by George Bailey.
It can help to think of doctrine as a drama which the church performs so that we, the actors as well as the public audience might grow in understanding of what faith in Christ is about.[i] I am starting this piece of doctrinal musing by breaking the fourth wall…
First, for fans of alliterative three point sermons, the other possible title for this is ‘Creeds, Compromise and Conversation.’ More seriously, this is prompted by the Methodist Church’s consultations about marriage and relationships. The ideas here are not about the central issues, about which I assume we have varying views, and are simply part of my own current dialogue, external and internal; definitely personal and not on behalf of any body I might represent. I offer them gently, and hope you will receive them gently, and, from whichever perspective, respond gently.
Now, on with the show.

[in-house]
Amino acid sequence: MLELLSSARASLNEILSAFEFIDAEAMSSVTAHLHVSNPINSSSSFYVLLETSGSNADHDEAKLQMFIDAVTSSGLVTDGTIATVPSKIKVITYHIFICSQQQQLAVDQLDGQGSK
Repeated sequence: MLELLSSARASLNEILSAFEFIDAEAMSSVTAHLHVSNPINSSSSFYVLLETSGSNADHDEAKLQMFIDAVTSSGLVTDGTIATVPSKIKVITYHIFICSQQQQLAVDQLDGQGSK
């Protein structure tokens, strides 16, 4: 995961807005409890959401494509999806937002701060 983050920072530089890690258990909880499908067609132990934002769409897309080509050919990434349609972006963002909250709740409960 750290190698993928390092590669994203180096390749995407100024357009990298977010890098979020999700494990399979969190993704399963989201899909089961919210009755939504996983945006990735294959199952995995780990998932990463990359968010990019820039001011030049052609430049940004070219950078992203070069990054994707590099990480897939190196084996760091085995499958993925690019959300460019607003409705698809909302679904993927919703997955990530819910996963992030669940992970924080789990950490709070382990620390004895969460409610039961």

I am one of the ordained people working with an Anglican-Methodist partnership congregation which began in 2013. After much dialogue and growing together, at communion, we have two wines on the table – an alcoholic chalice and non-alcoholic small cups, reflecting the traditions of the two churches that form the partnership. I am aware that for both this is a compromise and is not theologically ‘neat’ or ‘correct’. Sometimes we are troubled that this is demonstration of our disunity at the heart of our worship. More often we rejoice that this is a sign of the way we work together and embrace each other’s differences. As we seek to be most close to Jesus in communion, we remain aware of the diversity between us – unity in diversity. A further question we ask ourselves is what this says to newcomers. It brings complexity to our proclamation of the gospel, and the truth it reveals about us is a long way from the ‘homogenous units principle’ of church growth theory.[ii] We are, in all sorts of ways, diverse in how we understand what it means to follow Jesus, yet we do follow Jesus together. Perhaps it says, ‘however different your experience might be, we invite you to join in and expand our dialogue’.